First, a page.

The TV babbled at the periphery of Simon's consciousness. The weatherman droned on about the heat and humidity. Simon lay spreadeagled across his easy chair, shirtless. He wore worn jeans. The cat shifted to lay on her stomach, her legs sprawled out, using the hardwood as a heat sink. Simon's wife Pauline stood in front of the open freezer door in the kitchen.
The TV hiccuped with static, and Simon came to consciousness. Lines zigzagged across the screen.
"Hun?" asked Simon.
"What?" asked Pauline in a loud voice.
"There aren't supposed to be any lines anymore on a TV, right?"
"Huh?" said Pauline. She closed the freezer door, wiped her neck of sweat, and walked into the living room.
"Look," said Simon. He pointed to the TV.
"We have digital signals now. It should be breaking up in squares."
"Well, I dunno. The TV is old, it still has scan lines. Maybe it's about to go."
"Yeah," said Simon, leaning back in his chair. "Weird though." He watched the lines run back and forth. Pauline sat down on the sofa. The cat tore out from under it, and ran down into the basement.
"It will be nice when this heat wave's over. I'm not sure I can take much more of it," said Pauline. "We should get an airconditioner.
"I think it would be worth it."
"For two months out of the year?"
A large thunderclap burst over the house, rattling books in their shelves and the dishes in the cupboards. The TV went dark.
"Oh my God," yelled Pauline. "Are we supposed to have--"
Another clap of thunder exploded above them.
"What the hell?!" yelled Simon. He jumped up and took Pauline by the hand. "Might be a tornado coming..."
They ran for the door to the basement, but another, much louder clap sounded and threw them to their feet in the hallway. They could see out the screen door to the front yard. The sunlight grass suddenly fell into shade. Simon got up, and slowly crept to the door, with Pauline close behind. A pattern of light and shadow played across the lawn. Simon opened the screen door and stepped onto the porch. The lights got brighter as they descended down the front steps.
"Simon...it's getting colder."
"Yeah, it is..." He looked up. Little balls of plasma descended like snow. They moved in erratic paths downward.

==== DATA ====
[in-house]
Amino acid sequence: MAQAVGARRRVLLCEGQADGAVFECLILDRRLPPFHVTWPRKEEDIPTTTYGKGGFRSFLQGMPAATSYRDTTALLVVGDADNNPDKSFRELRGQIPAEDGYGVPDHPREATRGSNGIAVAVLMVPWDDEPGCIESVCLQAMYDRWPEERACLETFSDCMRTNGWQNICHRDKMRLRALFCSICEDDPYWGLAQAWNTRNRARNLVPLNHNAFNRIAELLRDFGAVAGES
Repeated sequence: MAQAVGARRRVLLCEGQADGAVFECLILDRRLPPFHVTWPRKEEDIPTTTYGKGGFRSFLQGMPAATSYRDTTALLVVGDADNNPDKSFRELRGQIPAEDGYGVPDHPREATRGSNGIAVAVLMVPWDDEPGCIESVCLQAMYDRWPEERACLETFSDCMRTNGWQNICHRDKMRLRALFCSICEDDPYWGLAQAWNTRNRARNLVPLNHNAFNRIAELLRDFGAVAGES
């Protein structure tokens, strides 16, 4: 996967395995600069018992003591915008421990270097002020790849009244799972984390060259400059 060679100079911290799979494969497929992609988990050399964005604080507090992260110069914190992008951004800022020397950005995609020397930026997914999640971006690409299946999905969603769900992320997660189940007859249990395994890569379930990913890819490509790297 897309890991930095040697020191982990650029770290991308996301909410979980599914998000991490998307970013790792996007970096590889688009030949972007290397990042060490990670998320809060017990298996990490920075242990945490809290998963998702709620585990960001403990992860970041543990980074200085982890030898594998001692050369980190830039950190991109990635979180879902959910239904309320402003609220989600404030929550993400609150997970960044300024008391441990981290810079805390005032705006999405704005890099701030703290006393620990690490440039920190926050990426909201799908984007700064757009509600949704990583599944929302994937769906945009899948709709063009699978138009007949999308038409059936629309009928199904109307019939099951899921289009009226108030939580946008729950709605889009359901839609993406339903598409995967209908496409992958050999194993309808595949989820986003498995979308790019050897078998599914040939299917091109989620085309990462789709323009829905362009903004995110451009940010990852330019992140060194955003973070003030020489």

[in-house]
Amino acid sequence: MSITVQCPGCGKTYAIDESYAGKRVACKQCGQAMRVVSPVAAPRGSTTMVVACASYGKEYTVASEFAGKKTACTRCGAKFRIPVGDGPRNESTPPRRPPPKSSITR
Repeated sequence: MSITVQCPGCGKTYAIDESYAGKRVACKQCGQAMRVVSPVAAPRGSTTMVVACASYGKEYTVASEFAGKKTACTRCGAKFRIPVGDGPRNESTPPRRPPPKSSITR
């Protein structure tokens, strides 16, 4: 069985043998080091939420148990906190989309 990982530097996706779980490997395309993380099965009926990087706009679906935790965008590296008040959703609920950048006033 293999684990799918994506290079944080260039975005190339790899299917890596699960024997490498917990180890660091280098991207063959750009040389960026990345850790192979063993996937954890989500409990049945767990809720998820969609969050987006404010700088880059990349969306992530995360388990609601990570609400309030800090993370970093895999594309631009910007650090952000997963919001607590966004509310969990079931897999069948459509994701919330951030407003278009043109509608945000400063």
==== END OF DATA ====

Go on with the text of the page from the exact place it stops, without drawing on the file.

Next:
"Ball lightning?" asked Pauline.
"Dunno. There's a lot of it."
The first of the balls landed on the lawn and rolled around. Pauline and Simon backed up into the shelter of the porch.
"Don't touch it," said Pauline.
"It's not burning anything. I wonder if it's natural," said Simon.
A breeze picked up, and the plasma balls started to swirl in the air.
"Let's get inside," said Simon. They retreated into the house. The breeze quickly turned into a wind, and the temperature dropped twenty degrees in the space of a minute.
"I think we should close the door," said Pauline. They watched the balls through the front door window, but soon the light from them was too intense. Pauline got a sweater and put it on, and Simon took out the emergency radio from the cupboard in the kitchen. He turned it on, but got nothing but static. The temperature fell another thirty degrees, and they could see their breath.
"Let's get the quilts and sleeping bags," said Simon. They quickly ran through the house collecting them, then ran to the basement, closing the door to the stairway behind them. Frost started forming on the walls and they were shivering. The bright light streamed in under the door crack, lighting up the entire basement.
"You'd think the light would be warm," said Pauline.
The huddled together in the far corner, away from the stairway. The cat zipped out from between the Christmas boxes and leapt into their laps. Pauline bundled the cat up with them.
The wind shook the house fiercely--they heard the windows popping and shattering above. The light above penetrated carpet and floorboards, adding an orange glow. They could see the grain of the floor in three dimensions, as if the wood were translucent.
"What is it?" asked Pauline. She had already stopped shivering; her body temperature was rapidly falling.
"Dunno," said Simon, his throat burning from the cold. He ducked them both underneath their coverings. The light penetrated that too, showing each thread and the spaces between.
The carbon dioxide started to precipitate out of the air, and fell like dust to the floor. The howl of the wind died down, as all the ambient energy was consumed into the plasma and converted to photons. Simon and Pauline and the cat froze, embraced.